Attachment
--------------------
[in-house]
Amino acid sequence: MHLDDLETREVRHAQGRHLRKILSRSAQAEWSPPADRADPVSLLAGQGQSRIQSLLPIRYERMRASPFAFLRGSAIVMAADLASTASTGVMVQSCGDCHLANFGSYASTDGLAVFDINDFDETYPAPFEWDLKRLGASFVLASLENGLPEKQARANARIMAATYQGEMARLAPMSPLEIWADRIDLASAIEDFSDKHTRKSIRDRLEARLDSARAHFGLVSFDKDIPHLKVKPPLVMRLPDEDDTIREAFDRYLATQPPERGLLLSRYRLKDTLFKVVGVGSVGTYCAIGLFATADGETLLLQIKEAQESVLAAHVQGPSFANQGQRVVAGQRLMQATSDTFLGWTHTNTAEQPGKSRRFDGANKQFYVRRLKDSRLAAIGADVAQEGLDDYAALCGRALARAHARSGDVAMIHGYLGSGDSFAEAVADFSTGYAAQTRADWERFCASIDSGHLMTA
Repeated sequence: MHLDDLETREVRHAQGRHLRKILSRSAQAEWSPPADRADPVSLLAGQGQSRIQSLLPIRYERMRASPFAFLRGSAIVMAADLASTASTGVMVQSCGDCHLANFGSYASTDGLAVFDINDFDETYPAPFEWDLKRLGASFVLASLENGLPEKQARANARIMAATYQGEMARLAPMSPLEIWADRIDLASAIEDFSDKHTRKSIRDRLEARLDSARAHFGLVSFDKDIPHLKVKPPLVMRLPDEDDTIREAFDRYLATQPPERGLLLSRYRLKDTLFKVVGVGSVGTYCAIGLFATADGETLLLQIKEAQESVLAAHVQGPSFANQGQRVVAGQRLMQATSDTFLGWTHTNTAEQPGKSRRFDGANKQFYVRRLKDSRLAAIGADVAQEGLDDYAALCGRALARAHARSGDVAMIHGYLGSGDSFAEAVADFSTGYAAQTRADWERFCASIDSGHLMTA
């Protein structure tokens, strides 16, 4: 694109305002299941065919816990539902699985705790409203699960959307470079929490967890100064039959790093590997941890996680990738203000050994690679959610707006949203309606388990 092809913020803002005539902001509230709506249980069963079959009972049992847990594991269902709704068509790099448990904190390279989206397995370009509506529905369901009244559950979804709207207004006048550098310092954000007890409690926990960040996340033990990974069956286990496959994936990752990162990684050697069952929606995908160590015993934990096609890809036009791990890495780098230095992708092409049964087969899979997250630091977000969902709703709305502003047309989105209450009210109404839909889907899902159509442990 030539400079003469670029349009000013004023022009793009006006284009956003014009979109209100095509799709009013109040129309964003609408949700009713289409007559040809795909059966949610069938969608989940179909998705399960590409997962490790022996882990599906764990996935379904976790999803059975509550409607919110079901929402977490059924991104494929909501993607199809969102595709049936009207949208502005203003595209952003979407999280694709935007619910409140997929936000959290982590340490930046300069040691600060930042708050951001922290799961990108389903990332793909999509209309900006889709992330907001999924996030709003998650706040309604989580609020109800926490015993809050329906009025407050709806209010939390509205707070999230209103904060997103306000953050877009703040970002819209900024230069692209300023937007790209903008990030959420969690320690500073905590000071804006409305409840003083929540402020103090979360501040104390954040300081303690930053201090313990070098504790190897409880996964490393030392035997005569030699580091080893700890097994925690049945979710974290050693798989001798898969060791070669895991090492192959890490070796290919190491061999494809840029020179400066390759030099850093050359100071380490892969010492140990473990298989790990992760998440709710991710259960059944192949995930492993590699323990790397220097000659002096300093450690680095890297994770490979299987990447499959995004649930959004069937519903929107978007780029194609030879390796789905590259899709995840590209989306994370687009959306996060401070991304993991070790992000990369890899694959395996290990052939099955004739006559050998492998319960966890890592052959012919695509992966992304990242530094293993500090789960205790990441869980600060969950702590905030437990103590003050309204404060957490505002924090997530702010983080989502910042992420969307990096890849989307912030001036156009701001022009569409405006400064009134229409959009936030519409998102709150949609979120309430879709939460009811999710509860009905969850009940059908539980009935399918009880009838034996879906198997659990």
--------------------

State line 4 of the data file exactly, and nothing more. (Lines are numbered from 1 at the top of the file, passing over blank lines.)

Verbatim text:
């Protein structure tokens, strides 16, 4: 694109305002299941065919816990539902699985705790409203699960959307470079929490967890100064039959790093590997941890996680990738203000050994690679959610707006949203309606388990 092809913020803002005539902001509230709506249980069963079959009972049992847990594991269902709704068509790099448990904190390279989206397995370009509506529905369901009244559950979804709207207004006048550098310092954000007890409690926990960040996340033990990974069956286990496959994936990752990162990684050697069952929606995908160590015993934990096609890809036009791990890495780098230095992708092409049964087969899979997250630091977000969902709703709305502003047309989105209450009210109404839909889907899902159509442990 030539400079003469670029349009000013004023022009793009006006284009956003014009979109209100095509799709009013109040129309964003609408949700009713289409007559040809795909059966949610069938969608989940179909998705399960590409997962490790022996882990599906764990996935379904976790999803059975509550409607919110079901929402977490059924991104494929909501993607199809969102595709049936009207949208502005203003595209952003979407999280694709935007619910409140997929936000959290982590340490930046300069040691600060930042708050951001922290799961990108389903990332793909999509209309900006889709992330907001999924996030709003998650706040309604989580609020109800926490015993809050329906009025407050709806209010939390509205707070999230209103904060997103306000953050877009703040970002819209900024230069692209300023937007790209903008990030959420969690320690500073905590000071804006409305409840003083929540402020103090979360501040104390954040300081303690930053201090313990070098504790190897409880996964490393030392035997005569030699580091080893700890097994925690049945979710974290050693798989001798898969060791070669895991090492192959890490070796290919190491061999494809840029020179400066390759030099850093050359100071380490892969010492140990473990298989790990992760998440709710991710259960059944192949995930492993590699323990790397220097000659002096300093450690680095890297994770490979299987990447499959995004649930959004069937519903929107978007780029194609030879390796789905590259899709995840590209989306994370687009959306996060401070991304993991070790992000990369890899694959395996290990052939099955004739006559050998492998319960966890890592052959012919695509992966992304990242530094293993500090789960205790990441869980600060969950702590905030437990103590003050309204404060957490505002924090997530702010983080989502910042992420969307990096890849989307912030001036156009701001022009569409405006400064009134229409959009936030519409998102709150949609979120309430879709939460009811999710509860009905969850009940059908539980009935399918009880009838034996879906198997659990």